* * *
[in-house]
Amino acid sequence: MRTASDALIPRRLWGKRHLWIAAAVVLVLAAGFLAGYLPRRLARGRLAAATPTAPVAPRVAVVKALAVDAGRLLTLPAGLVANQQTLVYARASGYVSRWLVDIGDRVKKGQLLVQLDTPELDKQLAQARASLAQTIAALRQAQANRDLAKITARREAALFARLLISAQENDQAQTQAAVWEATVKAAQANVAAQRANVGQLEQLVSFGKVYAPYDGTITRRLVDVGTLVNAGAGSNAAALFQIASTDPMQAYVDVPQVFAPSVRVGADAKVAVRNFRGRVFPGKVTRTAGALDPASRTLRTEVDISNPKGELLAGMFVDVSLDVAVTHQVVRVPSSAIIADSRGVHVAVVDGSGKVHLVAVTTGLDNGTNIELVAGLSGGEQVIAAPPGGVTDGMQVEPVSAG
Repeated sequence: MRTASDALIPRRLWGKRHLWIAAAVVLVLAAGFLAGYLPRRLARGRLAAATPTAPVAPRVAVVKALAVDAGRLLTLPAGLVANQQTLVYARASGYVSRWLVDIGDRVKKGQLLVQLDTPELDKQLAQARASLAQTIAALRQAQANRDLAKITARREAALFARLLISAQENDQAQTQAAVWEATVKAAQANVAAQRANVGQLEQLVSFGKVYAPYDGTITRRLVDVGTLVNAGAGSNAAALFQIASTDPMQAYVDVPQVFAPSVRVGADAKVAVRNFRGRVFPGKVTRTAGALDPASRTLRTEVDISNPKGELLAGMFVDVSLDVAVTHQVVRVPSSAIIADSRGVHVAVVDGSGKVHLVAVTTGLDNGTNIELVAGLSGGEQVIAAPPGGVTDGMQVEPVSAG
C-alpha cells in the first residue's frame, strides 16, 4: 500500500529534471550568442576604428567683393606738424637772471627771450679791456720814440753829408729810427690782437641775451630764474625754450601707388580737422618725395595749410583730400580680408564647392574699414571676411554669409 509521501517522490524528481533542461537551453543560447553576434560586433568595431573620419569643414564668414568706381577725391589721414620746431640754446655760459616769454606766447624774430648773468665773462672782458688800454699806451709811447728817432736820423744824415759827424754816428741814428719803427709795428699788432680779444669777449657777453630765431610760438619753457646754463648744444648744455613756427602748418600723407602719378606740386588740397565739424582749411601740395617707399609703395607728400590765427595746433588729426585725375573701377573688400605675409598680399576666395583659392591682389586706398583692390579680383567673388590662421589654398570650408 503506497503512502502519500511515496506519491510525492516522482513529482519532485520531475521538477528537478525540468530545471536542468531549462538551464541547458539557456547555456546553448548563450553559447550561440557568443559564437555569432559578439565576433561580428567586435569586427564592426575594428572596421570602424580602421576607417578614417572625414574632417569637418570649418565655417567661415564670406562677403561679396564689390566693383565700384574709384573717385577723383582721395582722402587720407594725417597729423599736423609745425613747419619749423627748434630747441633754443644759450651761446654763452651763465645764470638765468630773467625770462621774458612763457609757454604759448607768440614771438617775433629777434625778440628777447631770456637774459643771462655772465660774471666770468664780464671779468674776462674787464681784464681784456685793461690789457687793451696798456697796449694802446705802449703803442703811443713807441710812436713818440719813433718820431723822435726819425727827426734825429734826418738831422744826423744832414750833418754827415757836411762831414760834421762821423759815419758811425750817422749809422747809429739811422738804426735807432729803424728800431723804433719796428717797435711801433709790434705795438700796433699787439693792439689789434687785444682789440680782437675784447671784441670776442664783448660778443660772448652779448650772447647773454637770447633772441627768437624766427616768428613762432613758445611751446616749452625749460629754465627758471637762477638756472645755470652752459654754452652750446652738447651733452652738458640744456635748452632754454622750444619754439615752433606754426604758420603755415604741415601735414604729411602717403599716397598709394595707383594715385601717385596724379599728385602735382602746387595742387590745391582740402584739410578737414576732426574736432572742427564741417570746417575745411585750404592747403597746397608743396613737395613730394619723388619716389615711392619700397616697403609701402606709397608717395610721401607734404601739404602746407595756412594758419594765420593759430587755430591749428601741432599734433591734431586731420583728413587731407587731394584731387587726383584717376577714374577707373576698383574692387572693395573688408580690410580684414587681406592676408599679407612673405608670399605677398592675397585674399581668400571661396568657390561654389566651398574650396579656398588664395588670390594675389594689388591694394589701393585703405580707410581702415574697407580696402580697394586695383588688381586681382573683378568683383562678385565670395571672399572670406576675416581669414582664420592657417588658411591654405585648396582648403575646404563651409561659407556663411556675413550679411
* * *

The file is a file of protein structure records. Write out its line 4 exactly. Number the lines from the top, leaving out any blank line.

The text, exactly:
C-alpha cells in the first residue's frame, strides 16, 4: 500500500529534471550568442576604428567683393606738424637772471627771450679791456720814440753829408729810427690782437641775451630764474625754450601707388580737422618725395595749410583730400580680408564647392574699414571676411554669409 509521501517522490524528481533542461537551453543560447553576434560586433568595431573620419569643414564668414568706381577725391589721414620746431640754446655760459616769454606766447624774430648773468665773462672782458688800454699806451709811447728817432736820423744824415759827424754816428741814428719803427709795428699788432680779444669777449657777453630765431610760438619753457646754463648744444648744455613756427602748418600723407602719378606740386588740397565739424582749411601740395617707399609703395607728400590765427595746433588729426585725375573701377573688400605675409598680399576666395583659392591682389586706398583692390579680383567673388590662421589654398570650408 503506497503512502502519500511515496506519491510525492516522482513529482519532485520531475521538477528537478525540468530545471536542468531549462538551464541547458539557456547555456546553448548563450553559447550561440557568443559564437555569432559578439565576433561580428567586435569586427564592426575594428572596421570602424580602421576607417578614417572625414574632417569637418570649418565655417567661415564670406562677403561679396564689390566693383565700384574709384573717385577723383582721395582722402587720407594725417597729423599736423609745425613747419619749423627748434630747441633754443644759450651761446654763452651763465645764470638765468630773467625770462621774458612763457609757454604759448607768440614771438617775433629777434625778440628777447631770456637774459643771462655772465660774471666770468664780464671779468674776462674787464681784464681784456685793461690789457687793451696798456697796449694802446705802449703803442703811443713807441710812436713818440719813433718820431723822435726819425727827426734825429734826418738831422744826423744832414750833418754827415757836411762831414760834421762821423759815419758811425750817422749809422747809429739811422738804426735807432729803424728800431723804433719796428717797435711801433709790434705795438700796433699787439693792439689789434687785444682789440680782437675784447671784441670776442664783448660778443660772448652779448650772447647773454637770447633772441627768437624766427616768428613762432613758445611751446616749452625749460629754465627758471637762477638756472645755470652752459654754452652750446652738447651733452652738458640744456635748452632754454622750444619754439615752433606754426604758420603755415604741415601735414604729411602717403599716397598709394595707383594715385601717385596724379599728385602735382602746387595742387590745391582740402584739410578737414576732426574736432572742427564741417570746417575745411585750404592747403597746397608743396613737395613730394619723388619716389615711392619700397616697403609701402606709397608717395610721401607734404601739404602746407595756412594758419594765420593759430587755430591749428601741432599734433591734431586731420583728413587731407587731394584731387587726383584717376577714374577707373576698383574692387572693395573688408580690410580684414587681406592676408599679407612673405608670399605677398592675397585674399581668400571661396568657390561654389566651398574650396579656398588664395588670390594675389594689388591694394589701393585703405580707410581702415574697407580696402580697394586695383588688381586681382573683378568683383562678385565670395571672399572670406576675416581669414582664420592657417588658411591654405585648396582648403575646404563651409561659407556663411556675413550679411